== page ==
This article has also appeared in TGR. Read the full Planetskier series at planetskier.net, or all blog articles from Blogspot, TGR. Photos, videos, and text (c) 2022 by Jari Arkko.
"Mongolia is kind of close, right?" Story about an attempt to ski everywhere in the world where there's snow. And in some places where there isn't. On and off-piste skiing on all continents, skiing into craters of live volcanoes, caving, climbing, photography, and travel.
Tuesday, September 27, 2022
Taking the chairlift to September runs
Sunday, September 25, 2022
Jabba the Hutt makes an appearance in a Philadelphia cave!
Crystal Caves here, there, everywhere! I had an uncanny feeling that I've been before to a Crystal Cave, but hey, everybody's entitled to have a crystal cave, no? And this everybody isn't just anybody, it is somebody. Jabba the Hutt, to be precise!
Crystal cave is a nice, spectacular and friendlily run show cave in Pennsylvania, about an hour and twenty minutes drive northeast from Philadelphia (see the google maps link). Their website is here, and the Wikipedia article has some more information. Admission on a tour is 19$.
Other Crystal Caves can be found from the Wikipedia list, as well as the one in California was described in my earlier article.
Jabba's body seems to have some medical issues:
And yet another view of Jabba the Hutt:
Here are some funny signs from the cave:
Main cave hall views:
And more beautiful cave forms:
The house outside the cave:
Read more urban exploration stories from theurbanexplorer.net, and other underground stories from planetcaver.net. Read the full Planetskier series at planetskier.net, or all blog articles from Blogspot or TGR. Photos, videos, models, maps, and text (c) 2021-2022 by Jari Arkko. All rights reserved.
Saturday, September 24, 2022
Kipontie, what a wonderful Finnish cave!
Why look for limestone caves and stalactites, when in Finland you can find moss-stalactites? And besides stalactites, the Kipontien luola (cave of the scoop road) is an exceptionally nice experience. Most Finnish caves are cracks on a cliff or space under boulders. But Kipontie is a hole in the ground, on a more or less level surface, even if inside you can see that it is made up of cracks and boulders. But it is dark, it is tight, actually make that very tight, and downright claustrophobia inducing hell hole. Just like caves should be!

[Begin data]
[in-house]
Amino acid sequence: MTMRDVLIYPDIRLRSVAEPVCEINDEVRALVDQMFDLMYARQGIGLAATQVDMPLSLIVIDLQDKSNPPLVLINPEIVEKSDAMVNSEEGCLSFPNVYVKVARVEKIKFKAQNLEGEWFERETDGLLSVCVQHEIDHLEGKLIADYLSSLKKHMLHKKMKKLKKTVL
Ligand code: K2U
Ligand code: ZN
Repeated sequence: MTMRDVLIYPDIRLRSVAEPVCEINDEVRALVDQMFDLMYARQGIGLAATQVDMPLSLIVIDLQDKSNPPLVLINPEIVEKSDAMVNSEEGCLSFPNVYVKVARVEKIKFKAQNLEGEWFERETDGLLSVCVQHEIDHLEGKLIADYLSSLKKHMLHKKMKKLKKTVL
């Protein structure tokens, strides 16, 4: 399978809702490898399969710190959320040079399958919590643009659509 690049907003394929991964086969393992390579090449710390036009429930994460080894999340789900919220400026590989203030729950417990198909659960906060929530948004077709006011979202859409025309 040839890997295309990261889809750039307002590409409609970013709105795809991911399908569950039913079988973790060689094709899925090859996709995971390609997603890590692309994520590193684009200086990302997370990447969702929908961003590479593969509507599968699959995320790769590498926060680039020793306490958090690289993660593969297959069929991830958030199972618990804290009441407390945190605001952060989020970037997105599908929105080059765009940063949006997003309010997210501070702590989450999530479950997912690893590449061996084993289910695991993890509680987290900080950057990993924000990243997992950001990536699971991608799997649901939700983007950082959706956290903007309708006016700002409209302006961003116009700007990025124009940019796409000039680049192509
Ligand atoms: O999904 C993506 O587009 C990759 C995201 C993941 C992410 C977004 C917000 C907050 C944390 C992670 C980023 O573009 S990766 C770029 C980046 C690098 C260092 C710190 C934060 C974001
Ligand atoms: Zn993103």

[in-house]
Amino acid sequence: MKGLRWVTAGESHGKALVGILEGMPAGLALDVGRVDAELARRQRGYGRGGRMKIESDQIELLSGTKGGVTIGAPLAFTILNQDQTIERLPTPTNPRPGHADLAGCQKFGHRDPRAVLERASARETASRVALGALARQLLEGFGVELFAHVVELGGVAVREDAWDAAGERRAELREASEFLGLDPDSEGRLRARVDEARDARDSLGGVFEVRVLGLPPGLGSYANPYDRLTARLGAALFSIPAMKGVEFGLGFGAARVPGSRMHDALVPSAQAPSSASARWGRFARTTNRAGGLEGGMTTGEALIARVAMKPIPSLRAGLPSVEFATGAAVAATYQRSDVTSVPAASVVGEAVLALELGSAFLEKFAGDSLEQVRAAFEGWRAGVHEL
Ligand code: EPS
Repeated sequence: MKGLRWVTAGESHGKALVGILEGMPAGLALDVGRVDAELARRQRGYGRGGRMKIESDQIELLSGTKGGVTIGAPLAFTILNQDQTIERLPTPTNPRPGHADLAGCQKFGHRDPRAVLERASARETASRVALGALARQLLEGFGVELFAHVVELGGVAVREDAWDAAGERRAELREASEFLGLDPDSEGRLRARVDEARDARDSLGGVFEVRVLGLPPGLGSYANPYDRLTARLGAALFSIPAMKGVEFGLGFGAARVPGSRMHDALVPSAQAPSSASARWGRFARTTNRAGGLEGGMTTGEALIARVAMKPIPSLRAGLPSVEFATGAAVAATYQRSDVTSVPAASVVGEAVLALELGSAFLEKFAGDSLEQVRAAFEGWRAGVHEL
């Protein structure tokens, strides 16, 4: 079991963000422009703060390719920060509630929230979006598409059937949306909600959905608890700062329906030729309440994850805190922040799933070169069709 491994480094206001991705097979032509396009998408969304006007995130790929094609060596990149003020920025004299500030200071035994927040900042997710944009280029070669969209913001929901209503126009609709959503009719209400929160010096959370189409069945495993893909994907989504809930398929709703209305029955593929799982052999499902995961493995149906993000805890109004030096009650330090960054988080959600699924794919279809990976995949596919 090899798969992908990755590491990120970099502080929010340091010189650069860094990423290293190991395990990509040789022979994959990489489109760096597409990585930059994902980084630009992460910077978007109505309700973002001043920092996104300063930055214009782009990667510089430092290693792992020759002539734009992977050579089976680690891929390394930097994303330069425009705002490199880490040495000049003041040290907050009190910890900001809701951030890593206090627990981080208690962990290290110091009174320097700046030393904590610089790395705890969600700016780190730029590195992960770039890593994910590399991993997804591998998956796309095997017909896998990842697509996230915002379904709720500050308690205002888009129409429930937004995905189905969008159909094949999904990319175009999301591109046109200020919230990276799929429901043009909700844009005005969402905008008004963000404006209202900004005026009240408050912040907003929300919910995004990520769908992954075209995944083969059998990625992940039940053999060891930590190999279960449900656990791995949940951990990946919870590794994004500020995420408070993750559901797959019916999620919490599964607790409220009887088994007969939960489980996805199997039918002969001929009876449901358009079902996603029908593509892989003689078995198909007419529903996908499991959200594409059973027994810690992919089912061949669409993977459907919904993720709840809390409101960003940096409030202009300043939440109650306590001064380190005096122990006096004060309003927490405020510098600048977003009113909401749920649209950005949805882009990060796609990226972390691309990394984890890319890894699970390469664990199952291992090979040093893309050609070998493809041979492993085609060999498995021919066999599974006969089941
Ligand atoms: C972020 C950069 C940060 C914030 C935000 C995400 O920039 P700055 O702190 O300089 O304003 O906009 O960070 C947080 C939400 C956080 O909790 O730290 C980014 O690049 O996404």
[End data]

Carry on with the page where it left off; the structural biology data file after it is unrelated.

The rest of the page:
Oddly enough, there hasn't been that much stories about this cave, I have not been there even if it is close to my summer cottage, nothing in Retkipaikka that I can find, and I have not heard about it in the Finnish Caving Association's discussions. In my mind this cave is such a challenging caving experience, dark, and long enough to warrant being compared to Turku's Luolavuoren luola (cave of the cave hill :-) ) or Finland's major karst cave, Torholan luola (cave of Torhola) in Lohja.
But yay, a few years ago Seikkailun lumous made a map of this cave . Very nice! That map is further down in this article, but I used my 3D phone scanner to construct a new map. It is not easy to get a high-quality scan in very tight places, but I managed to get enough to run the model through my map generator, and got this:
Based on the model, I also calculated that the cave is about 35 meters long, all parts considered. There's also cross sections in my map, such as this one about the Kuoppa (hole) in where the left passage of the cave goes down through a tight spot:
To make the model, we did crawl as far as one can to the cave, although I did not go to the Salainen alahuone (secret lower room) on the left side passage, the entrance to the room was too scary and tight. But my son did, so the 3D model is relatively complete.
The full map in PDF is here. The 3D model can be downloaded here or rotated on your screen here.
The cave is in Orivesi, and about 45 minutes drive from Tampere. The coordinates are N 61.685539 E 24.257283.
Here's by the way the Seikkailun lumous map, made by hand from measurements. I can't fully explain the difference to my map. I should note that the 3D scanner and softwares are quite experimental, and often seem to make mistakes or produce shadow results. But I also think that we covered bigger part of the cave. It is possible that some of the side passages either in the below map or our map are also errors. And since I have to for now construct the 3D model in parts, I can easily introduce alignment errors where the cave parts are not in the right angle against each other.